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Thai rap group Thaitanium recently had some internet drama after releasing a new song “Por Mueng”. The lyrics criticizes the younger generation and added that they were here first and emphasizing their seniority.
I think that if Thaitanium did this in a different country, in a country that doesn’t have seniority problems so deeply rooted in its culture, the backlash might have been different. Or none at all.
As a big (American) hip-hop fan myself, these kind of lyrics is very normal for this style of music and I hear it all the time. However, just because something works in one language or culture, doesn’t mean it would translate well to another.
It’s a norm—and a problem—in Thailand that the older people have always tried to brag about how they know best because they are older.
But maybe being older sometimes simply means you’ve been alive longer.
I think another reason why the internet was so mad about this new song is also because Thaitanium has never really shown—politically—that they are on the people’s side.
Though they released a song, Mahanakhon, seven years ago praising Bangkok, and how it’s the only city in the world where you can ride on the back of the elephants and sip champagne. Part of the lyrics also praises the establishment.
This is not something unusual among Thai celebrities, unfortunately.
In Thailand, to fight for a social issue, it’s always “branded” as something that poor people do. The struggles they must have gone through to make them so angry and passionate to change something, right?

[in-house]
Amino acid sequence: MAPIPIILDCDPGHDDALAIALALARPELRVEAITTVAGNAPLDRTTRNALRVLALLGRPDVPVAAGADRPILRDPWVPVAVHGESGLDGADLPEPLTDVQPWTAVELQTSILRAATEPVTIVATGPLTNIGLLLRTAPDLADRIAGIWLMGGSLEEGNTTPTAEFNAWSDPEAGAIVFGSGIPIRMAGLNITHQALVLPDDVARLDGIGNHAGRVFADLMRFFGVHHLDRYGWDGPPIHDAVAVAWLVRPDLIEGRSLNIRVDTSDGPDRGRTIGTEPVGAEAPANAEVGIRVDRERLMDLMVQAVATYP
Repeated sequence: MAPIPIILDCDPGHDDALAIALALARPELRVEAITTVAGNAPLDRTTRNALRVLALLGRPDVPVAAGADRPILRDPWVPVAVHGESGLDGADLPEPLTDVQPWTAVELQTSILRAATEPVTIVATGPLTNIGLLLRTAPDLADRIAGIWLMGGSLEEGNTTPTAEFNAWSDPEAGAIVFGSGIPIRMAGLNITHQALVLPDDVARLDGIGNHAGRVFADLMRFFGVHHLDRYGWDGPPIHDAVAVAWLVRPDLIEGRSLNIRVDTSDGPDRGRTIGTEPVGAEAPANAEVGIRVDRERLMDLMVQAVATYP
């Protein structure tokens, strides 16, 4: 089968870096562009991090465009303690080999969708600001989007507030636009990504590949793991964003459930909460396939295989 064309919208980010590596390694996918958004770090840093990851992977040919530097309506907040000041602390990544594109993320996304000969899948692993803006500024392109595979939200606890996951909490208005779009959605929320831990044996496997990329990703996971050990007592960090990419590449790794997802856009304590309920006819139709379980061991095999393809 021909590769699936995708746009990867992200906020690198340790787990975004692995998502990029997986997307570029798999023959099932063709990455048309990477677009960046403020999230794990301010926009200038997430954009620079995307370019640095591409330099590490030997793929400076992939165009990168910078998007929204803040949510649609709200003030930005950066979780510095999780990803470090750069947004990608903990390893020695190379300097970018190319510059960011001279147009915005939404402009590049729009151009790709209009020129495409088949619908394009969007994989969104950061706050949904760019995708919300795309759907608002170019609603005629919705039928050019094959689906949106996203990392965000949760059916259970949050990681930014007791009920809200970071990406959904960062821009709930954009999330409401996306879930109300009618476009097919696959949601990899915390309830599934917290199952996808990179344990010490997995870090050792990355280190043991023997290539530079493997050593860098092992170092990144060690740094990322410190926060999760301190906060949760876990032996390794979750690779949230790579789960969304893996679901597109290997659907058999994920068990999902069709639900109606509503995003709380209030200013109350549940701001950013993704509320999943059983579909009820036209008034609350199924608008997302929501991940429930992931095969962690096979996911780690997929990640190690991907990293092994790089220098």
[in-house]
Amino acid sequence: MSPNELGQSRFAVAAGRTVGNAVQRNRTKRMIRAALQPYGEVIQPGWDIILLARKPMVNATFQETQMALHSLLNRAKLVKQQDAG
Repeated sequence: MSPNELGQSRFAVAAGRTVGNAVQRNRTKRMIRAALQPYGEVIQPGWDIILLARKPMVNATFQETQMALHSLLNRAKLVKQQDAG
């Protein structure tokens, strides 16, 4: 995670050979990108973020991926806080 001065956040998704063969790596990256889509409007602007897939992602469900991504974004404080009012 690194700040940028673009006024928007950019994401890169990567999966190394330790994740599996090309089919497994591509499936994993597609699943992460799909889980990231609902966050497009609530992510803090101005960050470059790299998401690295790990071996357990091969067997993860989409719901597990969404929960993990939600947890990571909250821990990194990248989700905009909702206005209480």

The rich people are not affected by these, how could they understand and share the same kind of passion, right?
On top of that, to fight for democracy or a social issue in Thailand is also not seen as something cool, it’s not “pop-culture”.
That’s why so many Thai celebrities were #PrayForNotreDame but never #JusticeForPhichit.
Thaitanium’s new song shows that they don’t really know (or care to know) what the people are talking about these days in the society. Just because dissing someone works in the American hip-hop culture, doesn’t automatically mean the Thai culture would accommodate that.
It also shows that they are isolated, analog dinosaurs in a digital world.
Celebrities have so many followers online and if they wanted to change something, or to raise awareness about something, they can snap their fingers and make it viral.
If you look at their new song in an American hip-hop culture kind of way, they didn’t do anything wrong. But in terms of the Thai current political climate, they are being a little insensitive. But how would they know what content is sensitive or insensitive when they’ve never really had to fight for any justice with the Thai people?
The rich are called “the 1%” for a reason—it’s because there literally is only 1% of them.
Not caring about politics is a privilege.
You’re not affected; you’re above it; what the government does, doesn’t really have anything to do with your everyday life, so why do you have to bother yourself with such a burden, right?
It is a privilege that 99% of the people in this country don’t have. And if you don’t want to get cancelled, maybe you should start considering taking a stand with the people, instead of against the people with your next song, guys.
Use your platform and your voice wisely, please.